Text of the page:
I was late to the party, but I think many of us were late to that party. Suicide had been playing for about a decade before we started really noticing what was going on—and what we were missing.
When Suicide played in England during the 1970s they were pelted with bottles. The punk audience was horrified by this intense, strange band. This wasn’t punk. This wasn’t New Wave. It wasn’t. This was a glimpse of the future.
I never heard Suicide on the radio. Not once. Or in the record shops that blasted out The Clash, the Banshees or PiL. Or even in the clubs. When I first heard “Ghost Rider”—a long long time after its release—it was a visceral thrill. Mesmeric, powerful, unforgettable.
In fact Alan Vega best described the effect of hearing Suicide from his own experience of hearing Martin Rev. In an interview Vega said that he had never wanted to be on stage. He was a sculptor, an artist, not a performer. He liked playing around with tape machines and noise, sure. He liked listening to the Velvet Underground and the Stooges, of course. But the thought of being a musical artist—the thought of performing on stage, I mean—scared him shitless.
Then one night Vega was standing at the side of a stage watching Martin Rev playing jazz funk fusion. Something happened. The sounds cut through him. He was no longer just a spectator. He was possessed. Vega started hitting a tambourine. With every beat he was getting ever nearer ever closer to being onstage. He was no longer scared. He felt alive. That’s almost how it felt the first time I heard “Ghost Rider.” It’s a powerful song.
But back to that night when Vega started slamming a tambourine: Martin Rev turned to him and said “We’re going to do something together.” They would commit Suicide.
The group started out in 1970 as three piece band. The guitarist “who was like a free-sound guitarist and also a visual artist” soon left to make films. As Vega and Rev told Igloo Mag in 2008:
Martin Rev: We knew we weren’t going to keep a band together for that long based on what we did, the amount of space we might have for rehearsal, which was always limited, and the amount of money we had for equipment and the amount we gigs we had. We were starting from scratch.
Alan Vega: We started out with a ten dollar Japanese keyboard that Marty found somewhere. We could hardly get any sound out of it so we started introducing, was it an Electro Harmonix thing like bass boosters and treble boosters?
Martin Rev: Yeah.
Alan Vega: This keyboard would be lined up with five or six of these things and that would jack up the sound because we almost couldn’t get any sound out of this thing. That in a way created the sound. As Marty was saying, it was out of a necessity thing. We had to jack up that keyboard, man, and out came this incredible rush of sound that no one has ever heard before or afterwards. The sound was created just out of necessity and we ran with it, man. It’s also more than that. I mean, Marty and I, we were both hearing electronics. In the late 60s I was already fooling around with just noise, just radio static and shit. It’s our musical taste. We like to hear noise, you know?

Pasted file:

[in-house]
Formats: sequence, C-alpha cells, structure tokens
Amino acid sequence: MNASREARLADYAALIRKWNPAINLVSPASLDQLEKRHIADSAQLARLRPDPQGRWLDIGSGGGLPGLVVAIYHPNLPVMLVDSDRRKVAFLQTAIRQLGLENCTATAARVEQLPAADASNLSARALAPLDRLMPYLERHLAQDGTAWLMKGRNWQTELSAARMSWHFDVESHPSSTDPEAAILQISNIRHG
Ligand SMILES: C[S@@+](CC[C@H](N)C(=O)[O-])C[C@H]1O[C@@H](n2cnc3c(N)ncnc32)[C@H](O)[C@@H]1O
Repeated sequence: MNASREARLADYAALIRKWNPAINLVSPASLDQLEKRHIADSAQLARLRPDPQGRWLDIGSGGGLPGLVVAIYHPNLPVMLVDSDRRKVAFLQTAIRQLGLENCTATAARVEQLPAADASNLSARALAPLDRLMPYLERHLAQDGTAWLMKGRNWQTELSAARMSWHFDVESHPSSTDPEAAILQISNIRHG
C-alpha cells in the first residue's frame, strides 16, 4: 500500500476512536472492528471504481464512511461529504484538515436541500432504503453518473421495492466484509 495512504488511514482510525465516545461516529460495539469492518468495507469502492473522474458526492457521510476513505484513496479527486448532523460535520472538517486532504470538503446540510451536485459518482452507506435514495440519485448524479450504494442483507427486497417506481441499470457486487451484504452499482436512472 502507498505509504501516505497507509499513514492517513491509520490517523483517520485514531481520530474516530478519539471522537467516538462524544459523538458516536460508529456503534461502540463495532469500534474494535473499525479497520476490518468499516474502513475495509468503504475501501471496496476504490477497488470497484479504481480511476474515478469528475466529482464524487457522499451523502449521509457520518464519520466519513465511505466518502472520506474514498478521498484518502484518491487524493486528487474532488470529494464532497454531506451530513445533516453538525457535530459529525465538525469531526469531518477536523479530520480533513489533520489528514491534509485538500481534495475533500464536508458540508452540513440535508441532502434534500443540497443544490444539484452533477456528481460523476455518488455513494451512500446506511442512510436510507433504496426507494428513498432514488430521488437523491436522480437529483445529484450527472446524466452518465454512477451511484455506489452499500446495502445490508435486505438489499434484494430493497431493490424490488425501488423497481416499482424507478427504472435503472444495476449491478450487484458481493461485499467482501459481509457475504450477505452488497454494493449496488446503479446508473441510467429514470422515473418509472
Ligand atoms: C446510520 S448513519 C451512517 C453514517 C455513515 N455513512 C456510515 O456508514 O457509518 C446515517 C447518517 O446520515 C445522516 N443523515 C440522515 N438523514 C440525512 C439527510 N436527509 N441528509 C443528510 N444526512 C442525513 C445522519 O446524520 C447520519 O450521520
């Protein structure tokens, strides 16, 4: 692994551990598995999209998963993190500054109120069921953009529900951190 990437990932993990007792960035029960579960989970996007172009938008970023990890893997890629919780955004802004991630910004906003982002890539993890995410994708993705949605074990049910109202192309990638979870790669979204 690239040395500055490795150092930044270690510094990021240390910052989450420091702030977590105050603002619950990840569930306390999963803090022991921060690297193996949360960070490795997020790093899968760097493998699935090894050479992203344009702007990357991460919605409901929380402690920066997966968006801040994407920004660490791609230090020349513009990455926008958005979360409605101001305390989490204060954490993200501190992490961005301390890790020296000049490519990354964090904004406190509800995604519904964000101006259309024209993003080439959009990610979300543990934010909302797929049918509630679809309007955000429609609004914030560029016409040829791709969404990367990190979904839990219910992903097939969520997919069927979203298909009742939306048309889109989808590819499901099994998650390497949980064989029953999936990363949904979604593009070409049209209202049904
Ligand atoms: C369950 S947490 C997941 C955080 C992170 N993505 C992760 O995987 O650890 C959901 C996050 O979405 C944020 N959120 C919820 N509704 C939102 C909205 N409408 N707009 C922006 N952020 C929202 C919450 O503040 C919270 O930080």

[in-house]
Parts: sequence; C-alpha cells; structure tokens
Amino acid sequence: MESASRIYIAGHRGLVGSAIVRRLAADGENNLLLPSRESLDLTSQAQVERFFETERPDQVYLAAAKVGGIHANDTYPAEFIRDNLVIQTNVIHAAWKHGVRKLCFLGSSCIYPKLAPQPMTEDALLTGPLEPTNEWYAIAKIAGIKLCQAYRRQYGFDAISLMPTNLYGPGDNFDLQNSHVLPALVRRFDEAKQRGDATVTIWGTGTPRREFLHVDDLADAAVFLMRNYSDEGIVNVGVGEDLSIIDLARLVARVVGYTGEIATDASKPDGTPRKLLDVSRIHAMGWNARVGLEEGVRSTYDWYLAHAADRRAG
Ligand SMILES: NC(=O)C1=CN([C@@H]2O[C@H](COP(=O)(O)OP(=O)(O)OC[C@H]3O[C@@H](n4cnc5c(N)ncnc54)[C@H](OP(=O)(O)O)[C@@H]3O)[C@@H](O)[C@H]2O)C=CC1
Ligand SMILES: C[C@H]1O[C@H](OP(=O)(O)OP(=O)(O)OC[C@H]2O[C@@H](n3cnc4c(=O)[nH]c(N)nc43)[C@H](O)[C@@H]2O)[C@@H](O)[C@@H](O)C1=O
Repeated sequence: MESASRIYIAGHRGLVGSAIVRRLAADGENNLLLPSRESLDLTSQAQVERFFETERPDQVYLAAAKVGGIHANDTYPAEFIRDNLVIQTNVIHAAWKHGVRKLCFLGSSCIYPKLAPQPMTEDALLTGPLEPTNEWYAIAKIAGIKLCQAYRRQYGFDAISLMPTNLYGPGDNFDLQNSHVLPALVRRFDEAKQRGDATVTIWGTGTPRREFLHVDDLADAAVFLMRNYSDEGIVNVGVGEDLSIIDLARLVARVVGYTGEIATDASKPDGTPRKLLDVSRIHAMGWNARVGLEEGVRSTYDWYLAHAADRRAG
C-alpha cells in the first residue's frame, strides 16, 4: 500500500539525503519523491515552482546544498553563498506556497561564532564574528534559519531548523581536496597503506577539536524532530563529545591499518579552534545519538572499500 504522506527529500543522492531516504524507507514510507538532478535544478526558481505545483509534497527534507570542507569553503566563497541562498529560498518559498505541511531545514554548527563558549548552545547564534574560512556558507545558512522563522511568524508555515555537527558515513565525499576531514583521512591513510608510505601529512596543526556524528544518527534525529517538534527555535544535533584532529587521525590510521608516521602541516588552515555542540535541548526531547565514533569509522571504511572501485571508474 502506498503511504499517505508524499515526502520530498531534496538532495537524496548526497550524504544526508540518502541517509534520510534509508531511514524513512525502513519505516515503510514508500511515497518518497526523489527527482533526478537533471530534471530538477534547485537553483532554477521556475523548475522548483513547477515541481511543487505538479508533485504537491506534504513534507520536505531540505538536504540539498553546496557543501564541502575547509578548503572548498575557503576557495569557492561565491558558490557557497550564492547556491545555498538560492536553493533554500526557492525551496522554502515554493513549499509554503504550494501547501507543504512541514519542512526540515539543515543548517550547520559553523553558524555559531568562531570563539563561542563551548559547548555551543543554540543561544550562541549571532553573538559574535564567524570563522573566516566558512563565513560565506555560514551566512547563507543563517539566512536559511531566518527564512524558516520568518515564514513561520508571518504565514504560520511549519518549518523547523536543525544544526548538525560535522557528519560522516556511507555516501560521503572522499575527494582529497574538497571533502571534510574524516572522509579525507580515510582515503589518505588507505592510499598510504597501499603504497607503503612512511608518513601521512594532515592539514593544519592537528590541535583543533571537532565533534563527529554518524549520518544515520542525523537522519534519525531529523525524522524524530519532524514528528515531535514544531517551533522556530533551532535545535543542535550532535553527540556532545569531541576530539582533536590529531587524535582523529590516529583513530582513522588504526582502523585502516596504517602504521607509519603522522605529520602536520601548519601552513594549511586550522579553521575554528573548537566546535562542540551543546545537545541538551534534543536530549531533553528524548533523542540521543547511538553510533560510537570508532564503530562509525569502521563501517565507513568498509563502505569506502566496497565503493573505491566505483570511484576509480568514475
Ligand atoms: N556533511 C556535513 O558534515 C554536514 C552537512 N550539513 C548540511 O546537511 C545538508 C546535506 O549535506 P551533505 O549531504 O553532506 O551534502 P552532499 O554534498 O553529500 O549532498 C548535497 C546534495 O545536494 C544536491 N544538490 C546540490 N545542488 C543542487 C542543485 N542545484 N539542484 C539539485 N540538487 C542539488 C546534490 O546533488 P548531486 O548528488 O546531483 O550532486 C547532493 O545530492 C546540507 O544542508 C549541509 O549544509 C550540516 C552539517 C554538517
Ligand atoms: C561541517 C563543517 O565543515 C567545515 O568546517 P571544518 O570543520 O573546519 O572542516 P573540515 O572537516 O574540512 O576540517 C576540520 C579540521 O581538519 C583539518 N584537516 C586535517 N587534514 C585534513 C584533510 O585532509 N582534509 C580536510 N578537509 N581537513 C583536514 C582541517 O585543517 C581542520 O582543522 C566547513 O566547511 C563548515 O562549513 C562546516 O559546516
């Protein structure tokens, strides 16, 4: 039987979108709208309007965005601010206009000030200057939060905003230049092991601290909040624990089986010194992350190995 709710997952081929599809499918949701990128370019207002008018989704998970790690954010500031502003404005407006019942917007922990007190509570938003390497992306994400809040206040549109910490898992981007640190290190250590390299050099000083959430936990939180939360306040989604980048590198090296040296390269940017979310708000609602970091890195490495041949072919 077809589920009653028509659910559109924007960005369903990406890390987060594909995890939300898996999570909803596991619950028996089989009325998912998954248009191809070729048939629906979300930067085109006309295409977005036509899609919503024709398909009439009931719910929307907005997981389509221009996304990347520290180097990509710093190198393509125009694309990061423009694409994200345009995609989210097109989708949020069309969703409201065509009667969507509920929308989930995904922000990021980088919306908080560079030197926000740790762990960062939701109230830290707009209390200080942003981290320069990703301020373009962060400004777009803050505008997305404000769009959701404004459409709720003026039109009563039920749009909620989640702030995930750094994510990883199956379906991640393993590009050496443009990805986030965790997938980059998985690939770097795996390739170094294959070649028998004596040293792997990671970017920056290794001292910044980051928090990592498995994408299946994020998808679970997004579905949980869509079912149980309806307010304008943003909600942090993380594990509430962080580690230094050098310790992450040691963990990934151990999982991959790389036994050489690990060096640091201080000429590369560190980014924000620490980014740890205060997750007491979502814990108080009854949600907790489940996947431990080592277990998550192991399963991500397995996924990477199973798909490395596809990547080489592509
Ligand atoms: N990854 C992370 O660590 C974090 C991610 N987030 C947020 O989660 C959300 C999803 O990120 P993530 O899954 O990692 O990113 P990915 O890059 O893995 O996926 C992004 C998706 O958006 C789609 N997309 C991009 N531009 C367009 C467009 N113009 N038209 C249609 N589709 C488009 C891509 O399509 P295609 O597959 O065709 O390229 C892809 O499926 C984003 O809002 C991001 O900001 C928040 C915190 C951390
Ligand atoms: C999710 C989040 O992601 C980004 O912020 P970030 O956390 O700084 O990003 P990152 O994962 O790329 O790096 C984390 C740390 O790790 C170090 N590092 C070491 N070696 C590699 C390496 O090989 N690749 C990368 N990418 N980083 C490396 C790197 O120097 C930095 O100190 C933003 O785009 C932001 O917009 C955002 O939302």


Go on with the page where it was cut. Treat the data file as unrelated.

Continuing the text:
They spent years of gigging. Working on their own distinct sound. A psychotic, yelping Gene Vincent vocal over a mix of repetitive pounding synthesiser beats, white noise and menacing throbbing, pulsating psychobilly.
In 1977, Suicide released their eponymous debut album. It took seven years of trial and error to create the songs, then just four short days to record. As Martin Rev told the Guardian last year “We started like sculptors”:
“With a big piece of stone, pure clay, pure sound, big lumps of sound. We started from scratch, and then out of that we carved out the songs. After a year or two, we were playing the earliest, “Ghost Rider,” “Cheree” and “Rocket USA.” Also, when I was finally able to get a rhythm machine, that changed things a lot. I was able to delineate songs more clearly. The first year or two was a pure wall of sound.”
Hard to believe now, but this stunning debut record failed to chart in either the US or the UK. Both countries were too hung up on punk and disco and new wave. Some critics loved the album (as did Bruce Springsteen who made a hit of “Dream Baby Dream” and film-maker Rainer Werner Fassbinder), but others were literally terrified by their sound.
In the end Vega and Rev won.
Since those heady days Vega has most recently come through a heart attack and a stroke. He still performs with Rev and still produces artwork—last year he exhibited a series of new and old paintings at the Armory Show in New York.
Rev is “always looking for the next cool instrument or pedal. I’m not using software, live, so not everything works for me; I don’t need everything.”
“You bring your life with you….The way you are in the present, what you’ve learned, what you know.”
“Diamonds, Fur Coat, Champagne” shot at Hurrah’s in 1980 by Charles Libin & Paul Cameron, ASC
“Frankie Teardrop” video directed by Paul Dougherty.
Suicide live at CBGB’s in 1986. Shot by Greg Fasolino.
A live “Ghost Rider” from a Japanese doc called ‘Underground USA’
“Sweetheart” and “Touch Me” at Hurrah’s in 1980, videotaped by Charles Libin & Paul Cameron, ASC
Suicide’s Alan Vega and Martin Rev interviewed at an All Tomorrow’s Parties event in upstate New York in 2012 for Noisey’s ‘Soft Focus’ series
Suicide segment of ‘Punk Attitude.’
Previously on Dangerous Minds